Difficult or dangerous families

Public enquiry reports have highlighted difficult or dangerous families as being an issue in ensuring the protection of children. The behaviour of such families or their individual members can be so intimidating that the professionals or agency concerned are, or feel, unable to fulfil their assessment, supervision or intervention tasks.

The behaviour can be threatening to the safety of individual family members and/or agency staff.

This can challenge the resources of all agencies involved and for which there is no obvious immediate formal or statutory solution.

Families behaving in the way described, can challenge the agencies in the exercise of their functions. Review of recent national cases indicates that there is an expectation, both public and professional, of an effective and immediate response. This is not always possible and a breakdown in communication can result, which may lead to lack of partnership working. This protocol is designed to give agencies a formal and professionally defensible mechanism in which to plan that response.

There may be no single or effective solution to the behaviour causing concern. It is however necessary for each of the agencies to work in a co-ordinated fashion, to understand the limitations of each others formal and informal functions and to agree a course of action and have realistic expectations of each others involvement.

Remember – if you feel threatened, what is life like for the child?

 

The protocol

This protocol does not affect or replace existing lines of management, accountability or the conduct of statutory duties.

The protocol will formally recognise a group of multi-agency staff meeting together to consider the issues raised in relation to a family or individual who present difficult or dangerous behaviour which prevents the agency from exercising its statutory duties or duties of care.

The MARP will meet at the request of a health, education, social work, housing or police representative.

Each agency will designate the appropriate postholder able to call a meeting. It is most likely that this will occur when:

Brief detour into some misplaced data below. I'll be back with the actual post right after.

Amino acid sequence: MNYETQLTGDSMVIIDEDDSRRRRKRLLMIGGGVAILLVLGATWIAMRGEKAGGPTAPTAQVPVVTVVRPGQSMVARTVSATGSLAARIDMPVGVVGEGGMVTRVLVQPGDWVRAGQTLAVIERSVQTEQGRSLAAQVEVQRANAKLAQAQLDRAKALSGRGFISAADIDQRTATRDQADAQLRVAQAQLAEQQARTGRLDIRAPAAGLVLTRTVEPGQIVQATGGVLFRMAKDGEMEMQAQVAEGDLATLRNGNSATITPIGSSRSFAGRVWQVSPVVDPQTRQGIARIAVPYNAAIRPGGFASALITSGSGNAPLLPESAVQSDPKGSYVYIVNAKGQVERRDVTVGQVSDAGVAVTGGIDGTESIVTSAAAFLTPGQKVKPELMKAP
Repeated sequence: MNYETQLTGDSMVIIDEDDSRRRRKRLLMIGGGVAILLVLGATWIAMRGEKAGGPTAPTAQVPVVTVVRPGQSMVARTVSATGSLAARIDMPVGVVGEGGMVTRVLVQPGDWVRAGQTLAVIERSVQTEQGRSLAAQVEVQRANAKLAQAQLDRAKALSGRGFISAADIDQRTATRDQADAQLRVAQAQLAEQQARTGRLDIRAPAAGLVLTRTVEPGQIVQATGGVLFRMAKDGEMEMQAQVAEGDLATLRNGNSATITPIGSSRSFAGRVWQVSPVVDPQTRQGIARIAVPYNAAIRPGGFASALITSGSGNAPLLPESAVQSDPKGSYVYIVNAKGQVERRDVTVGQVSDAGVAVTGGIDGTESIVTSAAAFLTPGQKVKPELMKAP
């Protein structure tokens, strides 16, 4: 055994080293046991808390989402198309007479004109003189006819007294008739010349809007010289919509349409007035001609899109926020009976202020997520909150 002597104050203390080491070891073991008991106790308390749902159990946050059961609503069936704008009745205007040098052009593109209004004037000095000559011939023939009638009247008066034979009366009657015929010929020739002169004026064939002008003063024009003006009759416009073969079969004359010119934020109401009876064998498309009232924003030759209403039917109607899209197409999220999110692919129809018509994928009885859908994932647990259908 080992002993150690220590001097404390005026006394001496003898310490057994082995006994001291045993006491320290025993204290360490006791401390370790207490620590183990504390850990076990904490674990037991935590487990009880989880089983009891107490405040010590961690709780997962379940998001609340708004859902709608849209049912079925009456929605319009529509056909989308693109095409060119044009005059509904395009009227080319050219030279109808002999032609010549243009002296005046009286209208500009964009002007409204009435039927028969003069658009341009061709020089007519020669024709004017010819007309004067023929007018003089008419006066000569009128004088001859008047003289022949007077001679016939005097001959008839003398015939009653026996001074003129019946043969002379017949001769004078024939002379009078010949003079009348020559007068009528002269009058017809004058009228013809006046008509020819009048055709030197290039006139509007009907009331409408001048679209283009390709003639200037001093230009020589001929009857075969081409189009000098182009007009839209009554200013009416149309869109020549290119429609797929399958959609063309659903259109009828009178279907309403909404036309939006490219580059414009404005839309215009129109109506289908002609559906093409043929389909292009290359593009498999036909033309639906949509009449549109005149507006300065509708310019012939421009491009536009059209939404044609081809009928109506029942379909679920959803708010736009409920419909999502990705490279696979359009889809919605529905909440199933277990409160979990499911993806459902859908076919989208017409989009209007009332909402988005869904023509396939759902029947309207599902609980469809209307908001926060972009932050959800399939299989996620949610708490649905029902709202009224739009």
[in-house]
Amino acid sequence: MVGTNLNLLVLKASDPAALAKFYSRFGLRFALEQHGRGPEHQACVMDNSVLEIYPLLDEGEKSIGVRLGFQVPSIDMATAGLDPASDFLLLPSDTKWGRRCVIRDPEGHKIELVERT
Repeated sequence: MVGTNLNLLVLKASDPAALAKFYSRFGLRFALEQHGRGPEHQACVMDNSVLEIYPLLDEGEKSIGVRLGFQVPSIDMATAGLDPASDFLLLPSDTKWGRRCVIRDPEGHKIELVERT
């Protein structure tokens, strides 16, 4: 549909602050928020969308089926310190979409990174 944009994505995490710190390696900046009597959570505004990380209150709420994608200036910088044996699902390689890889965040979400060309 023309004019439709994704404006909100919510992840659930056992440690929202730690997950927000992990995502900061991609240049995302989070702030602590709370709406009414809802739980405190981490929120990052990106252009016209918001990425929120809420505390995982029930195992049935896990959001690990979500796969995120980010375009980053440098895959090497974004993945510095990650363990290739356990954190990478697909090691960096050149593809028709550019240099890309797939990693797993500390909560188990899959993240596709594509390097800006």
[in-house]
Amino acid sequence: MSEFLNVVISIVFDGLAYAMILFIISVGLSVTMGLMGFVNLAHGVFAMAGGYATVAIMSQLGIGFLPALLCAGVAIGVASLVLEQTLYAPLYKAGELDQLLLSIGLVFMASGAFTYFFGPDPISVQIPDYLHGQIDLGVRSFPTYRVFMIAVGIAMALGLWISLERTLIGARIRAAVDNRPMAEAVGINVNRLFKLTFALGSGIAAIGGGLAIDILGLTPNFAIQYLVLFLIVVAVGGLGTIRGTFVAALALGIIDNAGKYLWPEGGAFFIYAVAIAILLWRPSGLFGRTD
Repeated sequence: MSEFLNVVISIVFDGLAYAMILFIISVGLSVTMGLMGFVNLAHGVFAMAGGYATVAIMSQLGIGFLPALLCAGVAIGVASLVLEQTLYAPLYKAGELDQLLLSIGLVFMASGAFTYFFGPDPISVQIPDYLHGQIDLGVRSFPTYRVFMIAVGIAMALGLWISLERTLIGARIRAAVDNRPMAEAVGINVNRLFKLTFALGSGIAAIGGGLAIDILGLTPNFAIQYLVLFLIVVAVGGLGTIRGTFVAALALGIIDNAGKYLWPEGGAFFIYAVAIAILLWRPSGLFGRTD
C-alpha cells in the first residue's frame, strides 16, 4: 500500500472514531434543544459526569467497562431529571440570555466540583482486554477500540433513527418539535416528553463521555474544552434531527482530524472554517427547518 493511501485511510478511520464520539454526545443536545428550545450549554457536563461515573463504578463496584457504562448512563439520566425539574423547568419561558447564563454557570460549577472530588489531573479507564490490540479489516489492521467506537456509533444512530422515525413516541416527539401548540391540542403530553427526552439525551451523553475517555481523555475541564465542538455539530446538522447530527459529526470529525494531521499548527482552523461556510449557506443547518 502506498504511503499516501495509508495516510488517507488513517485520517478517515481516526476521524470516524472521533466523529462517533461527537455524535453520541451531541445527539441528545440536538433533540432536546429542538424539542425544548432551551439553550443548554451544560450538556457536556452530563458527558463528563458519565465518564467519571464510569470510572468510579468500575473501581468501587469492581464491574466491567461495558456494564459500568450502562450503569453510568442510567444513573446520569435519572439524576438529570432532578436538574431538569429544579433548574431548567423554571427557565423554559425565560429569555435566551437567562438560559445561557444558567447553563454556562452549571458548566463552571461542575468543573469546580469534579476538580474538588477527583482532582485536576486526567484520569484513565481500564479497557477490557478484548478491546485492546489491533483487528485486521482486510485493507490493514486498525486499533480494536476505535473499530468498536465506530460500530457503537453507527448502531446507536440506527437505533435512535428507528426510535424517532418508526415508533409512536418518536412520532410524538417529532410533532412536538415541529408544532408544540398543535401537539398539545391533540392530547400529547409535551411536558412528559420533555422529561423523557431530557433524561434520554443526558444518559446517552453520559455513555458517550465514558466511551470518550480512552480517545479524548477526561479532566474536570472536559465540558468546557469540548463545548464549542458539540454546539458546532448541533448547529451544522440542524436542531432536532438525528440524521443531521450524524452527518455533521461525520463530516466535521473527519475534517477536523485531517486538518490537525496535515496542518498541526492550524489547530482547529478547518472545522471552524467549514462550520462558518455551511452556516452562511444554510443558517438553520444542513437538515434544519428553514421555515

• The difficult behaviour of a family or individual cannot be managed within the resources of the agency involved and for which there is no obvious immediate formal or statutory solution, and/or
      • The behaviour is threatening, either to the care of a child or other family member, the safety of the worker or the pursuance of statutory duties or a duty of care and for which there is no obvious immediate formal or statutory solution.

The MARP will meet at the earliest opportunity; the meeting will be called by the concerned agency who will also chair and minute the meeting. The urgency of the matter will determine how quickly the MARP will meet, although it is anticipated that a MARP will only be called when an urgent response is required.

The meeting will discuss the concern, review the roles of each agency present and agree a plan of intervention, which will specify each agency’s responsibility. This plan will be recorded. (It may be recognised that no proactive plan of intervention is achievable in which case this should be recorded as such). The minute will be circulated to each attending agency within seven days of the meeting.

The MARP may arrange a second meeting within a specified period of time to review the plan and any outcome.

The MARP may invite another agency to be present where a specialist opinion or resource is required. In these circumstances it will be understood that the information shared will be on a basis of absolute confidentiality.

The MARP will submit a copy of its minute to the Chair of the Child Protection Committee who will advise the committee of activity in this area at its regular meeting.